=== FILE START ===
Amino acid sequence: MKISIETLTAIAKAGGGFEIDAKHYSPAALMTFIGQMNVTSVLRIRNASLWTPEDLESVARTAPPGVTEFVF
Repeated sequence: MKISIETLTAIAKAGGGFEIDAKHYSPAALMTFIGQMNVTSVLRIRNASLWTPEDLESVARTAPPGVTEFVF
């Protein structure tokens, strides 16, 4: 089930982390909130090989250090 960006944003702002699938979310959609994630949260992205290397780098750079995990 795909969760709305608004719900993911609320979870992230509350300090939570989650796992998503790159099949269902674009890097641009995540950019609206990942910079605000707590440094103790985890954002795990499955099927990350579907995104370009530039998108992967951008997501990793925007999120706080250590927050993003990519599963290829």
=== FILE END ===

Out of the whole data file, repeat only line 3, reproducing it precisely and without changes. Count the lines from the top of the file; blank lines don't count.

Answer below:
């Protein structure tokens, strides 16, 4: 089930982390909130090989250090 960006944003702002699938979310959609994630949260992205290397780098750079995990 795909969760709305608004719900993911609320979870992230509350300090939570989650796992998503790159099949269902674009890097641009995540950019609206990942910079605000707590440094103790985890954002795990499955099927990350579907995104370009530039998108992967951008997501990793925007999120706080250590927050993003990519599963290829």